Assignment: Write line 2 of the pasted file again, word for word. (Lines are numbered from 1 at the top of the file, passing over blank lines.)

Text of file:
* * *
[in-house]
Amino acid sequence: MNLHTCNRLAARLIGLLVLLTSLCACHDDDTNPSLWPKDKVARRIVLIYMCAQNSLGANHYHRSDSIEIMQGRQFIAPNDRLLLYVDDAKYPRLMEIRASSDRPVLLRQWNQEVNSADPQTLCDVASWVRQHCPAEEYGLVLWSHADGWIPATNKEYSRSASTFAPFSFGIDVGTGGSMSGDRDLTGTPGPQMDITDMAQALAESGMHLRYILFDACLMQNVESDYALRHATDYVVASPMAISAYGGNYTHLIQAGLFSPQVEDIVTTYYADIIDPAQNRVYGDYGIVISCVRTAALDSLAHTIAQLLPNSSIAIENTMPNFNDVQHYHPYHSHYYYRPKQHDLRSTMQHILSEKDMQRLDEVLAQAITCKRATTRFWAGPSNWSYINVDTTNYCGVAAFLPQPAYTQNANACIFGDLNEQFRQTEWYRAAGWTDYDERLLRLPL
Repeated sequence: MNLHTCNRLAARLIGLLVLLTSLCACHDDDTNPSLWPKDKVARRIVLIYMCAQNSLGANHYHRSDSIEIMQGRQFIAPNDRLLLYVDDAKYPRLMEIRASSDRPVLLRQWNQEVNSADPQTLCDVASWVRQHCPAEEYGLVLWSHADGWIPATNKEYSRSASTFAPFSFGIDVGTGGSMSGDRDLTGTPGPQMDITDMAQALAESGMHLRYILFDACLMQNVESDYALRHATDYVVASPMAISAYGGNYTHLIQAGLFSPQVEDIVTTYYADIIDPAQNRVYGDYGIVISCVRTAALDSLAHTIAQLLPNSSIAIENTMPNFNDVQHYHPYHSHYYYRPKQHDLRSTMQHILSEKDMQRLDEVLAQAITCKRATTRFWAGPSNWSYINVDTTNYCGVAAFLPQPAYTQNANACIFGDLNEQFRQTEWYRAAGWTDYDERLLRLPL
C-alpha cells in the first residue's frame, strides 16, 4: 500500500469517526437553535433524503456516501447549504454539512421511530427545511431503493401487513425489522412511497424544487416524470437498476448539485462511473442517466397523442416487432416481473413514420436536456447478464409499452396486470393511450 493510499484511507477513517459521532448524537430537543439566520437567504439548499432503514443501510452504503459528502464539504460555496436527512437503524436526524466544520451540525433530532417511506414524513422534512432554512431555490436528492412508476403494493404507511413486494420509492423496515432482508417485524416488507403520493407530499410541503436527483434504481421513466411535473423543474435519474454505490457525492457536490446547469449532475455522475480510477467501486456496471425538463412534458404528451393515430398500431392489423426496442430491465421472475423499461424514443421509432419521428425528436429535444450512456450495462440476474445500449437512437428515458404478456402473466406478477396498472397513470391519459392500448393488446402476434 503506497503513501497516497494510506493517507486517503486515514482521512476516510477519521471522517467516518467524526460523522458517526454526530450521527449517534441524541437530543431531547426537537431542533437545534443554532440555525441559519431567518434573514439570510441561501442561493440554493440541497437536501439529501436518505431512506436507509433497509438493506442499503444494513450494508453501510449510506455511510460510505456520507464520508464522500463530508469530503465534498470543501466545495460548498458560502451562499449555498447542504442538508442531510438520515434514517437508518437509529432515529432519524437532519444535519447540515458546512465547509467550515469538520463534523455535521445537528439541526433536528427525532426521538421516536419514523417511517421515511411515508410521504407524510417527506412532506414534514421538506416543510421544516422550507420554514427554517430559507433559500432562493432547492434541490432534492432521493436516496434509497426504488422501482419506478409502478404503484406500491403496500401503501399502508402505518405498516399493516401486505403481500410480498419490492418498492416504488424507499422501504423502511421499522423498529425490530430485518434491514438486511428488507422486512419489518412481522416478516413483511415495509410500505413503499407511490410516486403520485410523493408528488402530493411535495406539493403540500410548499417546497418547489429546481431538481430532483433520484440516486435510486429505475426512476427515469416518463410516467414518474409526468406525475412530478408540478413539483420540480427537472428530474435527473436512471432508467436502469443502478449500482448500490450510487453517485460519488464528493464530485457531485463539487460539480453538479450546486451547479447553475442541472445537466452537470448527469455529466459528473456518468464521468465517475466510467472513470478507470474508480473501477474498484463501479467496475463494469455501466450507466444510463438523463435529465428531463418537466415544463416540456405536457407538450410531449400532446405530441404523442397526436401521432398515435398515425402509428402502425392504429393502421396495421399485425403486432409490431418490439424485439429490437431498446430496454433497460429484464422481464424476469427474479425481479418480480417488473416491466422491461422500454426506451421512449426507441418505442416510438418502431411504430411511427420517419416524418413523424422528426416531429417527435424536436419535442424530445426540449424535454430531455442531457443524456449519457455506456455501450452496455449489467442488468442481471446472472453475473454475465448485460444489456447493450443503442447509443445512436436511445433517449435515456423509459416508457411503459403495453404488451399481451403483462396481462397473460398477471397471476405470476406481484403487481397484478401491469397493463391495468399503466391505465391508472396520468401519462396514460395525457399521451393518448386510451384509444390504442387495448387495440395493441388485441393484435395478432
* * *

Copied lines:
Amino acid sequence: MNLHTCNRLAARLIGLLVLLTSLCACHDDDTNPSLWPKDKVARRIVLIYMCAQNSLGANHYHRSDSIEIMQGRQFIAPNDRLLLYVDDAKYPRLMEIRASSDRPVLLRQWNQEVNSADPQTLCDVASWVRQHCPAEEYGLVLWSHADGWIPATNKEYSRSASTFAPFSFGIDVGTGGSMSGDRDLTGTPGPQMDITDMAQALAESGMHLRYILFDACLMQNVESDYALRHATDYVVASPMAISAYGGNYTHLIQAGLFSPQVEDIVTTYYADIIDPAQNRVYGDYGIVISCVRTAALDSLAHTIAQLLPNSSIAIENTMPNFNDVQHYHPYHSHYYYRPKQHDLRSTMQHILSEKDMQRLDEVLAQAITCKRATTRFWAGPSNWSYINVDTTNYCGVAAFLPQPAYTQNANACIFGDLNEQFRQTEWYRAAGWTDYDERLLRLPL